Photo courtesy of Nancy Royal

Now that I’ve reached the time in my life where I recognize most of the people shown during the In Memoriam segment of the Academy Awards, weeks like the last become more poignant.

In the same week that we found out that one of Arrowstreet’s founders, Jack Meyer, had passed away, a few of us attended the memorial service for Stanford Anderson. The service was fittingly held at Eero Saarinen’s MIT Chapel, which is one of, if not the, greatest pieces of architecture in Boston. As J. Meejin Yoon, the head of the Department at MIT, said so eloquently “Stanford’s contributions over the past 50 years were enormous. He was a distinguished professor, significant scholar, generous mentor, and the long-term intellectual consciousness of the department. Many of us, directly or indirectly, are deeply indebted to his stewardship, generosity, and legacy.”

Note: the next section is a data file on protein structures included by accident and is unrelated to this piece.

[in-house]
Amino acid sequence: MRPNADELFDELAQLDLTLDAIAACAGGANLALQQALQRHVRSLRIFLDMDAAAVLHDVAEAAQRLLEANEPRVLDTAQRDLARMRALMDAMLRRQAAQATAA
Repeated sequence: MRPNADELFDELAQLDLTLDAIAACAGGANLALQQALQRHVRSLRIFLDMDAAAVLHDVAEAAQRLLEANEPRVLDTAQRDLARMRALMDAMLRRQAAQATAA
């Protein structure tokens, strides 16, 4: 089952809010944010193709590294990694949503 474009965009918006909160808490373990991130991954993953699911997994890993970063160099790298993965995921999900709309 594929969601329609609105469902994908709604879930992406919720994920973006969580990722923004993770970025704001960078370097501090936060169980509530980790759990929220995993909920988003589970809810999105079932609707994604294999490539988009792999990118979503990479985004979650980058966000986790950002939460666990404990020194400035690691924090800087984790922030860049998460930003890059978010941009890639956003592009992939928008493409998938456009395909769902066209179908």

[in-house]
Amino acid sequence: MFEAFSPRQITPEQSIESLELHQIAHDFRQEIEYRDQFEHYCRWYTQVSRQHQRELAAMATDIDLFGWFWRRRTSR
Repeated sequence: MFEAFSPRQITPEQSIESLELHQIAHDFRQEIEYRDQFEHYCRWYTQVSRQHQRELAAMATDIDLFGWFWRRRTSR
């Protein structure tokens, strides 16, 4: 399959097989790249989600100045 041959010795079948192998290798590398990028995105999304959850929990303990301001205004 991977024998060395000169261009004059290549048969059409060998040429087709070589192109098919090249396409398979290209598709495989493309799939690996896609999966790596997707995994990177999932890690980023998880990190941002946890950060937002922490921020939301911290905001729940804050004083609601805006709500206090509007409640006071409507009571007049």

I include myself in that us; the history of Arrowstreet’s practice is rooted in his ideology and that of his students. Stan had the amazing idea that architectural history, theory, and criticism (HTC) should be within the domain of practicing architects, and, as MIT Professor Mark Jarzombek put it, he “championed an approach to design that was not a one-off, but that could stand the test of time as a research activity that allowed multiple factors and issues to be taken into consideration.”

That approach to history and criticism is now almost universal. In one way or another, most HTC programs can trace their roots back to Stan, his students, and their work. At Arrowstreet, we practice Stan’s teachings every day; approaching architectural design in a way that is not just about buildings, but also about ideas and research.

As we continue to move the built environment into the future in a thoughtful, considerate way it is good to remember lessons we’ve learned and those who taught us.

Thank you Stan.